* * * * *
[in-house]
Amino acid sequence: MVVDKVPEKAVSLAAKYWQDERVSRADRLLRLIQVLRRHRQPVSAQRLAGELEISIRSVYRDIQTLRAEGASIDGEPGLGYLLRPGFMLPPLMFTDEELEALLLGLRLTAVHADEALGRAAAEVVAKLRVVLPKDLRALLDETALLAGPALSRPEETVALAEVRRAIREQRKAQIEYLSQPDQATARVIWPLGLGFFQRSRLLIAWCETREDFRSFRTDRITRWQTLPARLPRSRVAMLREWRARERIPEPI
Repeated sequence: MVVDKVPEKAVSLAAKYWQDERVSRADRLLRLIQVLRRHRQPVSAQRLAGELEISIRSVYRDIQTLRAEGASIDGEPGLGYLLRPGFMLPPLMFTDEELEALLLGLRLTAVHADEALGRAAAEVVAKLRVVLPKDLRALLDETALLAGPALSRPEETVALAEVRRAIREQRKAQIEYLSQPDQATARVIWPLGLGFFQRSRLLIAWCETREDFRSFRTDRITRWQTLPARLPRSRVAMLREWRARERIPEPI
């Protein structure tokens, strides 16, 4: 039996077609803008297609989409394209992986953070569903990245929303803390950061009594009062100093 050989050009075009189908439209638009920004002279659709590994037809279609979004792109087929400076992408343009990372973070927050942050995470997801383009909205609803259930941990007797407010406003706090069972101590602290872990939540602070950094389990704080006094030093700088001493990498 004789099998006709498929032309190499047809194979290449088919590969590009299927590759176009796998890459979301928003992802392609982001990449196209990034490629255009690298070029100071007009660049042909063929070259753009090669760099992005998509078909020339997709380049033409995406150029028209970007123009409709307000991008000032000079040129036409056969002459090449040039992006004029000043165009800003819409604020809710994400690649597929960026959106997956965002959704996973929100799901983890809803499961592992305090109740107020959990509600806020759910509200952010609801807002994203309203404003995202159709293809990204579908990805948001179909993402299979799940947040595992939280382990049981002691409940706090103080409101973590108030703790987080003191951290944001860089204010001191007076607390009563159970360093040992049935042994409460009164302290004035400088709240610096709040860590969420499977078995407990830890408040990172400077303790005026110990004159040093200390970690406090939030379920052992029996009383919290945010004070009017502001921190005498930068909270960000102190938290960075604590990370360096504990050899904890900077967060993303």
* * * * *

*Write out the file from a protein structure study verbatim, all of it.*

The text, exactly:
[in-house]
Amino acid sequence: MVVDKVPEKAVSLAAKYWQDERVSRADRLLRLIQVLRRHRQPVSAQRLAGELEISIRSVYRDIQTLRAEGASIDGEPGLGYLLRPGFMLPPLMFTDEELEALLLGLRLTAVHADEALGRAAAEVVAKLRVVLPKDLRALLDETALLAGPALSRPEETVALAEVRRAIREQRKAQIEYLSQPDQATARVIWPLGLGFFQRSRLLIAWCETREDFRSFRTDRITRWQTLPARLPRSRVAMLREWRARERIPEPI
Repeated sequence: MVVDKVPEKAVSLAAKYWQDERVSRADRLLRLIQVLRRHRQPVSAQRLAGELEISIRSVYRDIQTLRAEGASIDGEPGLGYLLRPGFMLPPLMFTDEELEALLLGLRLTAVHADEALGRAAAEVVAKLRVVLPKDLRALLDETALLAGPALSRPEETVALAEVRRAIREQRKAQIEYLSQPDQATARVIWPLGLGFFQRSRLLIAWCETREDFRSFRTDRITRWQTLPARLPRSRVAMLREWRARERIPEPI
């Protein structure tokens, strides 16, 4: 039996077609803008297609989409394209992986953070569903990245929303803390950061009594009062100093 050989050009075009189908439209638009920004002279659709590994037809279609979004792109087929400076992408343009990372973070927050942050995470997801383009909205609803259930941990007797407010406003706090069972101590602290872990939540602070950094389990704080006094030093700088001493990498 004789099998006709498929032309190499047809194979290449088919590969590009299927590759176009796998890459979301928003992802392609982001990449196209990034490629255009690298070029100071007009660049042909063929070259753009090669760099992005998509078909020339997709380049033409995406150029028209970007123009409709307000991008000032000079040129036409056969002459090449040039992006004029000043165009800003819409604020809710994400690649597929960026959106997956965002959704996973929100799901983890809803499961592992305090109740107020959990509600806020759910509200952010609801807002994203309203404003995202159709293809990204579908990805948001179909993402299979799940947040595992939280382990049981002691409940706090103080409101973590108030703790987080003191951290944001860089204010001191007076607390009563159970360093040992049935042994409460009164302290004035400088709240610096709040860590969420499977078995407990830890408040990172400077303790005026110990004159040093200390970690406090939030379920052992029996009383919290945010004070009017502001921190005498930068909270960000102190938290960075604590990370360096504990050899904890900077967060993303």